Deconstructing Bipolar Disorder and Schizophrenia: A cross-diagnostic cluster analysis of cognitive phenotypes

Junghee Lee, Shemra Rizzo, Lori Altshuler, David C. Glahn, David J. Miklowitz, Catherine A. Sugar, Jonathan K. Wynn, Michael F. Green

Research output: Contribution to journalArticlepeer-review

47 Scopus citations


Background Bipolar disorder (BD) and schizophrenia (SZ) show substantial overlap. It has been suggested that a subgroup of patients might contribute to these overlapping features. This study employed a cross-diagnostic cluster analysis to identify subgroups of individuals with shared cognitive phenotypes. Method 143 participants (68 BD patients, 39 SZ patients and 36 healthy controls) completed a battery of EEG and performance assessments on perception, nonsocial cognition and social cognition. A K-means cluster analysis was conducted with all participants across diagnostic groups. Clinical symptoms, functional capacity, and functional outcome were assessed in patients. Results A two-cluster solution across 3 groups was the most stable. One cluster including 44 BD patients, 31 controls and 5 SZ patients showed better cognition (High cluster) than the other cluster with 24 BD patients, 35 SZ patients and 5 controls (Low cluster). BD patients in the High cluster performed better than BD patients in the Low cluster across cognitive domains. Within each cluster, participants with different clinical diagnoses showed different profiles across cognitive domains. Limitations All patients are in the chronic phase and out of mood episode at the time of assessment and most of the assessment were behavioral measures. Conclusions This study identified two clusters with shared cognitive phenotype profiles that were not proxies for clinical diagnoses. The finding of better social cognitive performance of BD patients than SZ patients in the Lowe cluster suggest that relatively preserved social cognition may be important to identify disease process distinct to each disorder.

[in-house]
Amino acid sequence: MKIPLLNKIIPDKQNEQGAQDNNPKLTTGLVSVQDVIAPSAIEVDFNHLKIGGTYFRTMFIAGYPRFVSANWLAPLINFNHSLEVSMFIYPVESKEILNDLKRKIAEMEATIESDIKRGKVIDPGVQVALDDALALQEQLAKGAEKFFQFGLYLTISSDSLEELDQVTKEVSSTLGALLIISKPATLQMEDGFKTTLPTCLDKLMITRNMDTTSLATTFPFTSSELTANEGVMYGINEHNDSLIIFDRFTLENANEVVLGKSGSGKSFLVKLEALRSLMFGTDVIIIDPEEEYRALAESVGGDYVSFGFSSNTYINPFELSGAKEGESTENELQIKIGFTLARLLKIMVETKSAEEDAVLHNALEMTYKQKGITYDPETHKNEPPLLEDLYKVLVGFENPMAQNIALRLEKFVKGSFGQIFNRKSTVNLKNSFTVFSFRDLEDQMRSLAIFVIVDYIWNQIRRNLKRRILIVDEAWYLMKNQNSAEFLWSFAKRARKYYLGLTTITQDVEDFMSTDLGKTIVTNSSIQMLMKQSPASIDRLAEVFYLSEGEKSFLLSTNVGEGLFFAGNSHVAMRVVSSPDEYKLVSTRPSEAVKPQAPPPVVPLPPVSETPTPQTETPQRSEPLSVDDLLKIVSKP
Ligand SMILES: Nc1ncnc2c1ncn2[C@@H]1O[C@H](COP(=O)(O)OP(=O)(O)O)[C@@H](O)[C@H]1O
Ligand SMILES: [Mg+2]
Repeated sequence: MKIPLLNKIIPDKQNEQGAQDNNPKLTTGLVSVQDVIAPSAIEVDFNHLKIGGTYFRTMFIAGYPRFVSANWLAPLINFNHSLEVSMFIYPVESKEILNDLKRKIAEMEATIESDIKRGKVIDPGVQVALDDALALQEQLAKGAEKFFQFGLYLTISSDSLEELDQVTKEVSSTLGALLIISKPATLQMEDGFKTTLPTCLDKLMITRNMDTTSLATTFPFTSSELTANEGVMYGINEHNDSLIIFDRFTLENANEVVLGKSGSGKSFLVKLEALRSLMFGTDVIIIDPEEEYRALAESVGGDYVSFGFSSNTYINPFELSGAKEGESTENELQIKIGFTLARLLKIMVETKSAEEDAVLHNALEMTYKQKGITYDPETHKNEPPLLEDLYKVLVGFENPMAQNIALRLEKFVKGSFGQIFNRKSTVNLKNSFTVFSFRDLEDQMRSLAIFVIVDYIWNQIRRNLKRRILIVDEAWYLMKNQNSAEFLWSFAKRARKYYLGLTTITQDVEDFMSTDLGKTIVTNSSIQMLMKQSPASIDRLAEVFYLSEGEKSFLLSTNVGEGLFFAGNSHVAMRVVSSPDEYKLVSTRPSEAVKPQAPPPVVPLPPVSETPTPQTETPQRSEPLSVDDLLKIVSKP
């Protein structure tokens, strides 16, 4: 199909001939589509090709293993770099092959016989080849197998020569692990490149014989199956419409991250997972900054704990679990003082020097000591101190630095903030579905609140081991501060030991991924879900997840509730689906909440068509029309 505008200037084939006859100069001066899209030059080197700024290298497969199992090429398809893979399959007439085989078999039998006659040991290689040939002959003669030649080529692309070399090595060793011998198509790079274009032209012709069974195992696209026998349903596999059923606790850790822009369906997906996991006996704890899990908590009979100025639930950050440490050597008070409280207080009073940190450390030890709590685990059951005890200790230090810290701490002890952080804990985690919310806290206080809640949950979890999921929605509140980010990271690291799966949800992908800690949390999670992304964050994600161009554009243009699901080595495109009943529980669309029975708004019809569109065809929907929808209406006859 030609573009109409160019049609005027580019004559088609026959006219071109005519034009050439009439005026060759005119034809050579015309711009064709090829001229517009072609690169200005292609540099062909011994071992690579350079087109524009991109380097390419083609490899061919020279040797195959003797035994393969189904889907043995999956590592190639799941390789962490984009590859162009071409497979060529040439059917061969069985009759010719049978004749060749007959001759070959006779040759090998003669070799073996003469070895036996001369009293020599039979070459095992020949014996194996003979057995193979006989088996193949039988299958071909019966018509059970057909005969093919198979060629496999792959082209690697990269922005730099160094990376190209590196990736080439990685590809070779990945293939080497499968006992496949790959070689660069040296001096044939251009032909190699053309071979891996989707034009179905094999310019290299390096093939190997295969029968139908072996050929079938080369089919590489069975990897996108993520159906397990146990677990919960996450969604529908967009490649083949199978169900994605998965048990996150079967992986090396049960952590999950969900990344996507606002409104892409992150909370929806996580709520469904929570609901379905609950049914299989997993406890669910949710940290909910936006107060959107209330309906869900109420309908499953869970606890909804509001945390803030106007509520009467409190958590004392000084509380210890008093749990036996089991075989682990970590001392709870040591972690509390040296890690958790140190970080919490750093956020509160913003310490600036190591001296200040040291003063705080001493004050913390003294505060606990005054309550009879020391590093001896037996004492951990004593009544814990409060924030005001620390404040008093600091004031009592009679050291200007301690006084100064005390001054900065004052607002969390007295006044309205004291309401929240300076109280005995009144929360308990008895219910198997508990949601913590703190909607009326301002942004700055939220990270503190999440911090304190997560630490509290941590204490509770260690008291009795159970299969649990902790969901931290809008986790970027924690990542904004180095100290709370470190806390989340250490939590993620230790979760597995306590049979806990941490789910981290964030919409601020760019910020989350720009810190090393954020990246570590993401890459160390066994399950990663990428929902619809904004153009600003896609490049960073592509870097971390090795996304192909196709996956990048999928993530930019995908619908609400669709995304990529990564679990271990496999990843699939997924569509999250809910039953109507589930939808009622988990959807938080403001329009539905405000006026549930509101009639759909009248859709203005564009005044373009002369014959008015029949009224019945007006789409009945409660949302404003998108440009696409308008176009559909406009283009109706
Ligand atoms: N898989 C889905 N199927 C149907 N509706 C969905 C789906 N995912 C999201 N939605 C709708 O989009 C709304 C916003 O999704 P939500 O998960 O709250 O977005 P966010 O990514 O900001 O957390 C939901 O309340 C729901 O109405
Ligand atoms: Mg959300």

Original languageEnglish
Pages (from-to)71-79
Number of pages9
JournalJournal of Affective Disorders
StatePublished - 1 Feb 2017
Externally publishedYes

Bibliographical note

Publisher Copyright:
© 2016 Elsevier B.V.


Support for this study came from National Institute of Mental Health Grant MH043292 and MH089634 (PI: Michael F. Green, PhD).

FundersFunder number
National Institute of Mental HealthMH089634, R01MH043292


    • Bipolar disorder
    • Cluster analysis
    • Nonsocial cognition
    • Social cognition
    • schizophrenia


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